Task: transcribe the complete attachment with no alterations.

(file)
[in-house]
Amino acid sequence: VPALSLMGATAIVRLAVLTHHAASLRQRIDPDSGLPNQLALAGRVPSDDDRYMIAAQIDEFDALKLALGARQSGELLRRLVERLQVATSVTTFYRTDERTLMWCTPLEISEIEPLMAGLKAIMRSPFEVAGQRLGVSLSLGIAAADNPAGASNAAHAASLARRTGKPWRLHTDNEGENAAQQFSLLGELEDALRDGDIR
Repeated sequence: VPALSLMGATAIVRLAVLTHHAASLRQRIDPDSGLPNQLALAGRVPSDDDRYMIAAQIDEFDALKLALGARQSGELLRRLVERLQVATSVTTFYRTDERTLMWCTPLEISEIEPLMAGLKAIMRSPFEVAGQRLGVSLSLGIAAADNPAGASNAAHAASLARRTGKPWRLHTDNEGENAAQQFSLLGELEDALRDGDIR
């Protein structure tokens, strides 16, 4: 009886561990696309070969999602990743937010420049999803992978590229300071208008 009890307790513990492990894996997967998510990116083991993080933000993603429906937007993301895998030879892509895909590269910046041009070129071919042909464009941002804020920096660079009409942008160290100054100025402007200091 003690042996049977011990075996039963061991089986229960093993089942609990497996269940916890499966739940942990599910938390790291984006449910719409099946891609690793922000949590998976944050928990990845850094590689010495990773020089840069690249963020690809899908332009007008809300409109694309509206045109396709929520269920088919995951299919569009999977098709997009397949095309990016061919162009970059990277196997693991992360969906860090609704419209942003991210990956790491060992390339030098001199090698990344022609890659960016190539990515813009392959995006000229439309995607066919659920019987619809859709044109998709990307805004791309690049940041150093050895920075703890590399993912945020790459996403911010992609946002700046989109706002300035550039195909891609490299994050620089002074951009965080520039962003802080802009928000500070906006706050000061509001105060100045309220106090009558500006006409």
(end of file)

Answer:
[in-house]
Amino acid sequence: VPALSLMGATAIVRLAVLTHHAASLRQRIDPDSGLPNQLALAGRVPSDDDRYMIAAQIDEFDALKLALGARQSGELLRRLVERLQVATSVTTFYRTDERTLMWCTPLEISEIEPLMAGLKAIMRSPFEVAGQRLGVSLSLGIAAADNPAGASNAAHAASLARRTGKPWRLHTDNEGENAAQQFSLLGELEDALRDGDIR
Repeated sequence: VPALSLMGATAIVRLAVLTHHAASLRQRIDPDSGLPNQLALAGRVPSDDDRYMIAAQIDEFDALKLALGARQSGELLRRLVERLQVATSVTTFYRTDERTLMWCTPLEISEIEPLMAGLKAIMRSPFEVAGQRLGVSLSLGIAAADNPAGASNAAHAASLARRTGKPWRLHTDNEGENAAQQFSLLGELEDALRDGDIR
């Protein structure tokens, strides 16, 4: 009886561990696309070969999602990743937010420049999803992978590229300071208008 009890307790513990492990894996997967998510990116083991993080933000993603429906937007993301895998030879892509895909590269910046041009070129071919042909464009941002804020920096660079009409942008160290100054100025402007200091 003690042996049977011990075996039963061991089986229960093993089942609990497996269940916890499966739940942990599910938390790291984006449910719409099946891609690793922000949590998976944050928990990845850094590689010495990773020089840069690249963020690809899908332009007008809300409109694309509206045109396709929520269920088919995951299919569009999977098709997009397949095309990016061919162009970059990277196997693991992360969906860090609704419209942003991210990956790491060992390339030098001199090698990344022609890659960016190539990515813009392959995006000229439309995607066919659920019987619809859709044109998709990307805004791309690049940041150093050895920075703890590399993912945020790459996403911010992609946002700046989109706002300035550039195909891609490299994050620089002074951009965080520039962003802080802009928000500070906006706050000061509001105060100045309220106090009558500006006409």